Unpacking the D in DAO
October 17th, 2021

Decentralization is the rallying cry behind Web3, and it’s a noble one. For too long, centralized platforms have stolen audiences and profit from the creators that made all of this *grand hand gesture* possible.

But I also fear that we have hastily declared absolute decentralization** as the panacea to the plagues of Web2. I don’t aim to decry decentralization, but instead to explore hybrid paths forward.

In KERNEL, we call this style of thinking quantum thought:

“Rather than using dualities like 'decentralization good, centralization bad'; or 'DeFi is innovative, fiat is boring', […] recognize that there is no good without evil; no attraction without repulsion, no North with South, no up without down. We could describe this as quantum thought - being able to contemplate both 0 and 1 simultaneously, and the spectrum of probability between.”

Let’s take decentralization and centralization as our 0 and 1.

In their current iteration, DAOs are conceptually marketed as fully decentralized, self-serve organizations.

To use my own journey as an example of how that manifests, the first time I joined a DAO Discord, I was elated to see hundreds of people gathered together in cyberspace to explore what’s possible in a decentralized future. That elation quickly transformed into overwhelm and a nagging question: “What am I supposed to do now?” I scoured the server for direction, but felt extremely lost and disappointed. When there are unclear paths to contribution, participation becomes bleak. It may even also centralize power in unintended ways.

A (simplified!) example of a fully decentralized and participatory governance model:

Let’s say that in your local community, you are 100% in charge of your own decision-making, but it’s your job to stay informed by attending town halls. That’s great, but who will be able to go to all the town halls? Probably not folks who have to work 12-hour shifts or be a full-time caretaker, etc., etc. Those who can actually participate are only those who have the privilege of time, resources, etc. In this case, I would make the case that a representative democracy is much more effective than a participatory one, though representative democracy has its own issues (More on this: How Blue Cities Became So Outrageously Unaffordable , The Tyranny of Structurelessness).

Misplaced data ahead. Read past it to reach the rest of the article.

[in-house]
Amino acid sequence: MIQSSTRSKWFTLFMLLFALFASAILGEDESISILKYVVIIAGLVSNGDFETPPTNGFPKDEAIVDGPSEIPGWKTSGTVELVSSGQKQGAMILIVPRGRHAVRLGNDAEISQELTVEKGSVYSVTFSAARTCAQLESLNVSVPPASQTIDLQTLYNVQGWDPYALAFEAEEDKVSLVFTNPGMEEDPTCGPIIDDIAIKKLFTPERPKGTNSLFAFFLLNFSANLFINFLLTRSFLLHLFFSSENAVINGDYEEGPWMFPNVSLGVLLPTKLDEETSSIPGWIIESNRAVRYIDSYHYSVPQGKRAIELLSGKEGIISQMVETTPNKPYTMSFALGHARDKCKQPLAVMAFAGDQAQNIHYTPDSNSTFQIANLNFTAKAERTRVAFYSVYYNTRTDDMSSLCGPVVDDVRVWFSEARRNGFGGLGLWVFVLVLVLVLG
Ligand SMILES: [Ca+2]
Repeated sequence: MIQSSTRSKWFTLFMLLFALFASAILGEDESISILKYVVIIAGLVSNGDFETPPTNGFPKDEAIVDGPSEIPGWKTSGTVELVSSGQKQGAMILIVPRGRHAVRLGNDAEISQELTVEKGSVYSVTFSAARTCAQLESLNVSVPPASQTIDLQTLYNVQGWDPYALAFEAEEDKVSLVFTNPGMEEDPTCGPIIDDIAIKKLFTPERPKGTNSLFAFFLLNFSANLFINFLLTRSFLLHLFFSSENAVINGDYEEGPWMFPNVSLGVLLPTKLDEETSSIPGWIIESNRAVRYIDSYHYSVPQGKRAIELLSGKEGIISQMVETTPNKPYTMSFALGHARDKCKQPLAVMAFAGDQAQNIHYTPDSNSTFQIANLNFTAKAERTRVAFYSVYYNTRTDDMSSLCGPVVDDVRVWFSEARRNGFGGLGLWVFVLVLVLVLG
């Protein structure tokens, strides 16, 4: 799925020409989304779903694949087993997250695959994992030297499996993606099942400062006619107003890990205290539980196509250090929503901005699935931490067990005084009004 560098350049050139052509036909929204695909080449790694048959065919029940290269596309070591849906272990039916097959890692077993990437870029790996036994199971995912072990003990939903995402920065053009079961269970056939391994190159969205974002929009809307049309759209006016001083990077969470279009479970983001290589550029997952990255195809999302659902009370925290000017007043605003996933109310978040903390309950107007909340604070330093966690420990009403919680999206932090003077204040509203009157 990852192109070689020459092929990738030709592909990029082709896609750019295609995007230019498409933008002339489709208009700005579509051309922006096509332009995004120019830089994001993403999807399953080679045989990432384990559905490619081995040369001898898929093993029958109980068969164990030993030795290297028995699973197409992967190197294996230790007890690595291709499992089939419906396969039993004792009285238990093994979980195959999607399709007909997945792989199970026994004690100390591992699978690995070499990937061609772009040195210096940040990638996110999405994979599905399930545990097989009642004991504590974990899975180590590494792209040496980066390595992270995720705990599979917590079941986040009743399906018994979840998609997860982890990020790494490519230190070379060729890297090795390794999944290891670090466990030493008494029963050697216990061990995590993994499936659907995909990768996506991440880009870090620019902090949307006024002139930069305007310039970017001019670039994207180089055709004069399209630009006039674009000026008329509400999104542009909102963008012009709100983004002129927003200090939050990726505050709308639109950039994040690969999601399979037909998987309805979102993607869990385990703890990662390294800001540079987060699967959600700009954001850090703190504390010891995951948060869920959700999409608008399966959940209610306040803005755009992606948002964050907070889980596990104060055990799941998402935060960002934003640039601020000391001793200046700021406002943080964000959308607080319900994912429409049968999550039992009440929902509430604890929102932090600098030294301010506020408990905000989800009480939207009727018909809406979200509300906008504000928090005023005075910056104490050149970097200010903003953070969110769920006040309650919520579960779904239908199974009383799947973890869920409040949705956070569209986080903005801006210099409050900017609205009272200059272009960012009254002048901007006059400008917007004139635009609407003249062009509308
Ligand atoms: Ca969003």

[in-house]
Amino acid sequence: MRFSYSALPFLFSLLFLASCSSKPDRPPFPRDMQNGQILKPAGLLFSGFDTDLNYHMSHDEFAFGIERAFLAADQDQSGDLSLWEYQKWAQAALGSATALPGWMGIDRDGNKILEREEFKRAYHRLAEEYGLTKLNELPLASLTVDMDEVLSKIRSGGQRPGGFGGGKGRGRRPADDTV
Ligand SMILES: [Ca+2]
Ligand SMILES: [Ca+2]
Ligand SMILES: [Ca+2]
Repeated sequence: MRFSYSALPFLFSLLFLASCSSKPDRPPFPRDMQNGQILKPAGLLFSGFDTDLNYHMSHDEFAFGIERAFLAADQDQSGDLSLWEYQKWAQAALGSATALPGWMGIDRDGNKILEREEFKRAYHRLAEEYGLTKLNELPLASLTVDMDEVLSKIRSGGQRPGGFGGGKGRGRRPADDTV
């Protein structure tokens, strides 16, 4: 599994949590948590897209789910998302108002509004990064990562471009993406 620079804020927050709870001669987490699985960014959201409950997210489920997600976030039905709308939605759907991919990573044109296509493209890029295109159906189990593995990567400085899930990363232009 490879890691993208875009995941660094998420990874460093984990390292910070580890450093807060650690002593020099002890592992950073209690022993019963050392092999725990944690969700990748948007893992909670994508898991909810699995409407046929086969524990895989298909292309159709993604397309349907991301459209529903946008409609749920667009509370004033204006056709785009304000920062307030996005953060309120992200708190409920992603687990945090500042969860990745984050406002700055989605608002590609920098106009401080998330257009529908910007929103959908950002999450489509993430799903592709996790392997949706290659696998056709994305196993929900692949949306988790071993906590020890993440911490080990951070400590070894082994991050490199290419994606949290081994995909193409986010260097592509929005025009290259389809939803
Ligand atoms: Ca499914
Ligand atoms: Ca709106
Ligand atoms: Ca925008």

These problems are not lost on DAO organizers/web3 leaders. Many have talked about the drawbacks of decentralization in this regard:

“The success of Web 3 governance models doesn’t seem to lie in a thousand people making a thousand decisions, but rather a thousand people electing a small group of leaders to make decisions for them, and supporting those leaders through usage, distribution, and feedback.” - Alex Zhang, Friends with Benefits

“Failing to formalize real community participation can land projects in an uncanny valley of decentralization theater. A symptom of being caught here is an apathetic community with low participation rates, and a heavy dependency on founding teams. In this situation, formalizing control (e.g. through delegation) may be a better path to building trust, whereas hiding under the pretense of decentralization is a quick way to undermine it.” - Jesse Walden, Variant Fund